Tomatoes are the most well-known source of lycopene. They are versatile and can be added to various dishes, such as salads, sauces, and soups.
Eating more cooked tomatoes, such as tomato paste or tomato sauce, can increase your lycopene intake, as cooking helps release more of the pigment.
Try Sun-Dried Tomatoes
Sun-dried tomatoes are an excellent source of lycopene, with one ounce containing up to 6 mg of the pigment. They can be added to salads, sandwiches, or eaten as a snack.
Add Watermelon to Your Diet
Watermelon is a refreshing and tasty way to obtain lycopene. One cup of diced watermelon contains around 4-5 mg of lycopene, which is higher than the amount found in a medium-sized tomato.
Include Pink Grapefruit in Your Diet
Pink grapefruit is another fruit that is rich in lycopene. Half a grapefruit contains around 2-3 mg of lycopene, making it an excellent addition to your breakfast or snack.
Incorporate Guava and Papaya into Your Diet
Guava and papaya are tropical fruits that are also rich sources of lycopene. One cup of diced guava contains around 5 mg of lycopene, while one cup of diced papaya contains around 2-3 mg.
Consider Lycopene Supplements
If you are having trouble obtaining enough lycopene from your diet, you may want to consider lycopene supplements. They come in various forms, such as capsules, tablets, and soft gels.
However, it is crucial to consult with a healthcare provider before taking any supplements, as they may interact with certain medications or have adverse effects.
Side Effects of Lycopene
Lycopene is a valuable nutrient that can offer several health benefits, including reducing the risk of heart disease, cancer, and macular degeneration.
However, like any other nutrient, consuming too much lycopene can lead to side effects. Let’s dive into what those side effects are!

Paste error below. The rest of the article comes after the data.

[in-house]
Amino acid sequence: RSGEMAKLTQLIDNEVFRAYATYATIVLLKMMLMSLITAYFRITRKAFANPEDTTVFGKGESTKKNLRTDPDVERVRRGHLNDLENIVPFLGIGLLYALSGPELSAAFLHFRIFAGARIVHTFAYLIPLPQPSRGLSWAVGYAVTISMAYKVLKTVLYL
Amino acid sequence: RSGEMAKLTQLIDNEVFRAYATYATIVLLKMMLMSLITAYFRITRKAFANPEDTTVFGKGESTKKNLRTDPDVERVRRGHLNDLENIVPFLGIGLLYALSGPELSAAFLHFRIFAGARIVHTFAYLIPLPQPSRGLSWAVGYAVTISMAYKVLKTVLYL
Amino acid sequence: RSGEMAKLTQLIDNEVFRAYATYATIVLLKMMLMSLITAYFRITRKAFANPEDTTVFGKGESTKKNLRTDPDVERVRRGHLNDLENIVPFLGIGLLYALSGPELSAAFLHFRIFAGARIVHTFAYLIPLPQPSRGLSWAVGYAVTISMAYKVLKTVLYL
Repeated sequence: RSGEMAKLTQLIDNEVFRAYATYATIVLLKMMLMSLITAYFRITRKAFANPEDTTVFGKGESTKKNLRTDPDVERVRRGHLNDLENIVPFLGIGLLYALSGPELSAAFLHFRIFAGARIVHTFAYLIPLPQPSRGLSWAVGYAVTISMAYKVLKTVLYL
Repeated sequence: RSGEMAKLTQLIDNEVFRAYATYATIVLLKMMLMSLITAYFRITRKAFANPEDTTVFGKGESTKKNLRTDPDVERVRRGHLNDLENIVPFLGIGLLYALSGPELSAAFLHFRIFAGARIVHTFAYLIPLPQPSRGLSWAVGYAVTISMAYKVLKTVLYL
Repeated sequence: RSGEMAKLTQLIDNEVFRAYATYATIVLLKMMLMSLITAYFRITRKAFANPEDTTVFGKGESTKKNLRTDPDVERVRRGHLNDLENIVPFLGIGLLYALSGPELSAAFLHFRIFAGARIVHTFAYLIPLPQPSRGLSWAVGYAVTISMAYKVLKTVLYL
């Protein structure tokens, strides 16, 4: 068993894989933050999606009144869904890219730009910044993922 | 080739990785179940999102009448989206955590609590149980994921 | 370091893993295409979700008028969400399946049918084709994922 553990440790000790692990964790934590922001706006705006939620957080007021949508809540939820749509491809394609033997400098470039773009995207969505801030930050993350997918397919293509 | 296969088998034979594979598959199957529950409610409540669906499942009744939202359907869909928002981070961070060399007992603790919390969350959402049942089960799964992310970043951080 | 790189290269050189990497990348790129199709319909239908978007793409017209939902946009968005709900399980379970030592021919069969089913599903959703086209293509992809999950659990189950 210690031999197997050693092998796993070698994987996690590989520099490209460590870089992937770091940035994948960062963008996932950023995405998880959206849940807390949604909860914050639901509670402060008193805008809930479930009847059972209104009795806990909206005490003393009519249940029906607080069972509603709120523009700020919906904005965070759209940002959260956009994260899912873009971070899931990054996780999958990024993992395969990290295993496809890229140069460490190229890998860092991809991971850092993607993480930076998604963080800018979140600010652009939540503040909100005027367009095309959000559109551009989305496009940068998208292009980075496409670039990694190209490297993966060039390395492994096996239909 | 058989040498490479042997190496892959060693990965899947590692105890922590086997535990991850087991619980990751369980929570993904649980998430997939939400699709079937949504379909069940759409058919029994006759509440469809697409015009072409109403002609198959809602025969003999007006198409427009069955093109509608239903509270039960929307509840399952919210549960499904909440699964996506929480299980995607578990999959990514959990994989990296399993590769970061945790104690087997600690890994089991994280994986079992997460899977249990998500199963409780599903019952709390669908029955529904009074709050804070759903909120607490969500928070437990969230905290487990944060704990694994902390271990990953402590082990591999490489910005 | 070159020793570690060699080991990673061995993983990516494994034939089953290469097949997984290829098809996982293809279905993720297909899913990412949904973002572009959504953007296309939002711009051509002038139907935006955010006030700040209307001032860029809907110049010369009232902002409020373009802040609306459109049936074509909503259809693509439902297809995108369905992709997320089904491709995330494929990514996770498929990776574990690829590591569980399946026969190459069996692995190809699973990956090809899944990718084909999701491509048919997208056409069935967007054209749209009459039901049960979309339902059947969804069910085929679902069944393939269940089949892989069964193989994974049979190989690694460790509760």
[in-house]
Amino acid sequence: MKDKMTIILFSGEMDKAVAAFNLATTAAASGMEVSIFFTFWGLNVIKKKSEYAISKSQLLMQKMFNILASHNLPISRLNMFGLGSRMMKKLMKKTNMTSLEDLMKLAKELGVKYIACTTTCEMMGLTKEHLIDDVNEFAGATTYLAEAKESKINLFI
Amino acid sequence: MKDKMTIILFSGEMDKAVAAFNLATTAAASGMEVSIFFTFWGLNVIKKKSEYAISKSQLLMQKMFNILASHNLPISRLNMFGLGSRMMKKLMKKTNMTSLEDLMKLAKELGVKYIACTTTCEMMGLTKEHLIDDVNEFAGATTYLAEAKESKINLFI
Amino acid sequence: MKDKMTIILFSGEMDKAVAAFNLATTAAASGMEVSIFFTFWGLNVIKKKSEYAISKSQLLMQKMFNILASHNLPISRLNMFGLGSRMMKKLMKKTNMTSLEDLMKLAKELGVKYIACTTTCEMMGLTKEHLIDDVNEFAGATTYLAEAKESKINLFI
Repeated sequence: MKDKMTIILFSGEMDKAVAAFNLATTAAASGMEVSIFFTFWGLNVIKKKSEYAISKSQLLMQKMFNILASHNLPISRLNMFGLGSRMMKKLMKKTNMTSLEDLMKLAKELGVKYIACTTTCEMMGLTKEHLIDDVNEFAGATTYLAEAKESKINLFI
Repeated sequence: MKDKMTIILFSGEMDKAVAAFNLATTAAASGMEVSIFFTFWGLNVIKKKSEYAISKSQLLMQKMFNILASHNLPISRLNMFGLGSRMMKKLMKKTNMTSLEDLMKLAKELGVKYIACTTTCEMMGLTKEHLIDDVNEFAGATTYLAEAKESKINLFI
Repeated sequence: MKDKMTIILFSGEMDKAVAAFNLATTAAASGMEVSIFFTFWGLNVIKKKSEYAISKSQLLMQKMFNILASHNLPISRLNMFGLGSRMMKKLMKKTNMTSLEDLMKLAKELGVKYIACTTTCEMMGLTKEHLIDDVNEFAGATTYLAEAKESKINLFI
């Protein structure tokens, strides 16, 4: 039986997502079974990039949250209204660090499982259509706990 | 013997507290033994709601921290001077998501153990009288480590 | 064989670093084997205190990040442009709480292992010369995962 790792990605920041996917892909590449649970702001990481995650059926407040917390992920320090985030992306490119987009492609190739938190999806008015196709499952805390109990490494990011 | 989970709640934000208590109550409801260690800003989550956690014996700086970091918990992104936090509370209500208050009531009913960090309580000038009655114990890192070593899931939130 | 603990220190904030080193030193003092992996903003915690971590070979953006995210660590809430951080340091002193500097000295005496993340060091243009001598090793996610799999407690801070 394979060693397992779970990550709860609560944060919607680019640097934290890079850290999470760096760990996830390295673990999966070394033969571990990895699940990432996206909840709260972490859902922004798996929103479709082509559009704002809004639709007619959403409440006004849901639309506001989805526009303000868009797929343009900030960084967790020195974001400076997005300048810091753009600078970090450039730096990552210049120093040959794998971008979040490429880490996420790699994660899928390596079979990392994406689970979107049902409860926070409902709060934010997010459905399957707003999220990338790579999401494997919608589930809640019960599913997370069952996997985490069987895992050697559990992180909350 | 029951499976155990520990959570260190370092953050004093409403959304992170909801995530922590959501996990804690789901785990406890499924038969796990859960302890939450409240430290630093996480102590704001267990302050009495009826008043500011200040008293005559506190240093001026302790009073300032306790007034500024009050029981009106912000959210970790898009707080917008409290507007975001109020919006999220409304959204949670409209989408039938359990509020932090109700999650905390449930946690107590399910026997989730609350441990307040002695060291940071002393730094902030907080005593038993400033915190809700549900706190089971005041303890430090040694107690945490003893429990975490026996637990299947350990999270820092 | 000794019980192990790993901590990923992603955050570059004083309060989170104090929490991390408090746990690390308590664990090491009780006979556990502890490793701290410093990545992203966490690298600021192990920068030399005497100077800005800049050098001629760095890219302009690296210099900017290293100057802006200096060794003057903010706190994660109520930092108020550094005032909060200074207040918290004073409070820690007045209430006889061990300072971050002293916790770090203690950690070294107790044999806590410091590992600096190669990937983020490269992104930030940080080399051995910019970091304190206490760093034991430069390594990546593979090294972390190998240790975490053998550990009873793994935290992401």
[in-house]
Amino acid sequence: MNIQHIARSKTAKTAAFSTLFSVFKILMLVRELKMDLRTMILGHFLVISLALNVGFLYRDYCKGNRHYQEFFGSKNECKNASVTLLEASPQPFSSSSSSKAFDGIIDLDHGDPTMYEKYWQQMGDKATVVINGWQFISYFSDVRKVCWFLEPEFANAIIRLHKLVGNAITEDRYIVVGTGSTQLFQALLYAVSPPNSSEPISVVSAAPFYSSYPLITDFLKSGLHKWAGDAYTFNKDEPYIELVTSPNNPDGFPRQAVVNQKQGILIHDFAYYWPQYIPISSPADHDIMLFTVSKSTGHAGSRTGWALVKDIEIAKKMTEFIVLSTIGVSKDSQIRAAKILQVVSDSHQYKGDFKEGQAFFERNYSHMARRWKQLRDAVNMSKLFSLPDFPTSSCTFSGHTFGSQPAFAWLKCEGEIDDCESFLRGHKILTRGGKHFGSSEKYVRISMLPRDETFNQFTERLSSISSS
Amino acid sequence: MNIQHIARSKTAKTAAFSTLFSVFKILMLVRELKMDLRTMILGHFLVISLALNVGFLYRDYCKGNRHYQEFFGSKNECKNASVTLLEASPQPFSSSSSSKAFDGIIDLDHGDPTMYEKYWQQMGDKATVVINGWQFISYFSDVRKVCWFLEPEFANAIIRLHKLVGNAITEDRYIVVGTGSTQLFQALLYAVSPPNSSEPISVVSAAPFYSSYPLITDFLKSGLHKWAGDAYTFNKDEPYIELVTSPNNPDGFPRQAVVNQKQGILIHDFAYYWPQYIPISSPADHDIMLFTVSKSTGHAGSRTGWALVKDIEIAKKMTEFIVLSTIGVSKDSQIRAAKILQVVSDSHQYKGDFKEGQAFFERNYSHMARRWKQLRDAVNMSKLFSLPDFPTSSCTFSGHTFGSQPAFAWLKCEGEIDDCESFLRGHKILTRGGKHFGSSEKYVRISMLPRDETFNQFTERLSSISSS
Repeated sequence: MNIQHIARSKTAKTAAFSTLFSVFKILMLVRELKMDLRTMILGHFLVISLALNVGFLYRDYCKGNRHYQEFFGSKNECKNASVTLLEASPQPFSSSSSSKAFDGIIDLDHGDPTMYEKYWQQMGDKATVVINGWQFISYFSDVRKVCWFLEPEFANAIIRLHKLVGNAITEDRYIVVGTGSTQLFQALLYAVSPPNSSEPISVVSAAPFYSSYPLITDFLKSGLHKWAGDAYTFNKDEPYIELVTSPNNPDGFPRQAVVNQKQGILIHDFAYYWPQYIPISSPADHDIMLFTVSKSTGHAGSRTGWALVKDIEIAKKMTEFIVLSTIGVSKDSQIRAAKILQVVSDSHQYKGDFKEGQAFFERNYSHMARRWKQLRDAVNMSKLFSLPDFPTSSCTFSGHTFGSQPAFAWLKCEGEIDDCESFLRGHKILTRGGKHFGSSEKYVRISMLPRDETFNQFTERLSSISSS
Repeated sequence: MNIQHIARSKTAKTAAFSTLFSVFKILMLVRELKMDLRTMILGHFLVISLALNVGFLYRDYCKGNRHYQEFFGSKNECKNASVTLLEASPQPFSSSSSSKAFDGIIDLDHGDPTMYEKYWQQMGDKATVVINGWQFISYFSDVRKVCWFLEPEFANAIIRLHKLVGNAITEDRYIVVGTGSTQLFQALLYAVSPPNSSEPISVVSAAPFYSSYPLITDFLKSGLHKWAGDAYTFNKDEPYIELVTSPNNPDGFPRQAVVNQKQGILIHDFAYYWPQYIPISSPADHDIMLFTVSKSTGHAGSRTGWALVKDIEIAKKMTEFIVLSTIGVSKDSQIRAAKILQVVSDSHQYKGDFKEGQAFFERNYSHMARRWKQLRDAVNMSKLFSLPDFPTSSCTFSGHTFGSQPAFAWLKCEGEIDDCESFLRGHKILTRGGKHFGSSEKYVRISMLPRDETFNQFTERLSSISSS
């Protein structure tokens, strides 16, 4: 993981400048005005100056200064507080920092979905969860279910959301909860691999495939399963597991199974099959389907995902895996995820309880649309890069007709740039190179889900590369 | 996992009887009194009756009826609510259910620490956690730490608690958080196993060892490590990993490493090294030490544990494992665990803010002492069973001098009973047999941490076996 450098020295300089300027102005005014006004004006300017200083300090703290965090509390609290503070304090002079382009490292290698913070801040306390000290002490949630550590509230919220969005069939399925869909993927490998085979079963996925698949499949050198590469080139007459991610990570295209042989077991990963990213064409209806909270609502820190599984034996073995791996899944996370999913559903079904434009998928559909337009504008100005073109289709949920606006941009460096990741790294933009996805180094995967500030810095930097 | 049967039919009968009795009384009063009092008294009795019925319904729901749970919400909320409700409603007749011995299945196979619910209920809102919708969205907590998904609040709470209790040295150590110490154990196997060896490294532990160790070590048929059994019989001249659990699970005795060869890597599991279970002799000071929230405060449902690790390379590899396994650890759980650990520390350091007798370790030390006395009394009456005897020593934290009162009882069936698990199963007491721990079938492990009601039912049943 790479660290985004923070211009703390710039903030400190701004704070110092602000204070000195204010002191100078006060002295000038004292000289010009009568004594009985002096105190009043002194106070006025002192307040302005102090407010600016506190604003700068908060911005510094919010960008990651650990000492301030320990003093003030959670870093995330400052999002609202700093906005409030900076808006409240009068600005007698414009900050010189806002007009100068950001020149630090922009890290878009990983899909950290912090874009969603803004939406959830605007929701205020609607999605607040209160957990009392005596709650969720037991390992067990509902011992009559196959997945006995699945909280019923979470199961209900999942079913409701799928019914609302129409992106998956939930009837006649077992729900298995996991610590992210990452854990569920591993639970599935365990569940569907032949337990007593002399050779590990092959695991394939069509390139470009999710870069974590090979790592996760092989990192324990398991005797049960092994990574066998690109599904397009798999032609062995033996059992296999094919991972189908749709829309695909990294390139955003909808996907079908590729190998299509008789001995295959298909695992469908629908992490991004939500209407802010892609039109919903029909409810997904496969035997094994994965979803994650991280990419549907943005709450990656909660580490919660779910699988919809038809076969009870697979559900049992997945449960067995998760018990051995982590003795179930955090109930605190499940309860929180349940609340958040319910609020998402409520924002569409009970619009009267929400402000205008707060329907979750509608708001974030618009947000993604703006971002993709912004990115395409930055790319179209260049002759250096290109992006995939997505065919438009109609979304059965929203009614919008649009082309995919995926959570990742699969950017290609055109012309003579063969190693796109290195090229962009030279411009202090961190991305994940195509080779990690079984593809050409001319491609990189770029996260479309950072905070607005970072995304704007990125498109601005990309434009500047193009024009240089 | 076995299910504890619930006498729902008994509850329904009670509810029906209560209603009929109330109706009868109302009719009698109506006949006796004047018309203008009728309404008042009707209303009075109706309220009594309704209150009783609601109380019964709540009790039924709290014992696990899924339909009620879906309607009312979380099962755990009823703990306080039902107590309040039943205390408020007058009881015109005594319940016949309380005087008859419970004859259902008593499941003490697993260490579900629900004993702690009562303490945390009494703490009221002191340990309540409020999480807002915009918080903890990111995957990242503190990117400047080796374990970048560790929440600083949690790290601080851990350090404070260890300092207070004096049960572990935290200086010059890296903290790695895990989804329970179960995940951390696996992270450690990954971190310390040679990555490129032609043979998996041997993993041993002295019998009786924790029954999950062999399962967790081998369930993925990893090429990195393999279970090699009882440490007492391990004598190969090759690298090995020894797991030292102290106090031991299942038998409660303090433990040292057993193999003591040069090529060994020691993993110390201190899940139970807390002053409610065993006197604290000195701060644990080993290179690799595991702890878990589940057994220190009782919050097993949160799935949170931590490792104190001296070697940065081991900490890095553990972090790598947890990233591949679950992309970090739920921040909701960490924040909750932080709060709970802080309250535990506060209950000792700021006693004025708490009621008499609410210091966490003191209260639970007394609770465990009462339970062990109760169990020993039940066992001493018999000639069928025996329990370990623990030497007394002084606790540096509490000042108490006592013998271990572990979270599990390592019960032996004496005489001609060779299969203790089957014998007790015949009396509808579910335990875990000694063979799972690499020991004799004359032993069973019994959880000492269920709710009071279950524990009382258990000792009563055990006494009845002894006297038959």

One potential side effect of lycopene is gastrointestinal issues. This can include symptoms such as:
- Nausea and vomiting
- Stomach cramps
These symptoms are more likely to occur if you consume high doses of lycopene supplements rather than getting it from food sources.
Another potential side effect of lycopene is an allergic reaction. If you’re allergic to lycopene, consuming it can lead to symptoms such as:
- Difficulty in breathing
It’s important to note that allergic reactions to lycopene are rare, but if you experience any symptoms, seek medical attention immediately.
Interaction with Medications
Lycopene can also interact with certain medications. For example, lycopene can interact with blood-thinning medications, which can increase the risk of bleeding.
It can also interact with statins and beta-blockers, which are commonly used to treat high cholesterol and high blood pressure, respectively.
If you’re taking any medications, speak to your healthcare provider before taking lycopene supplements.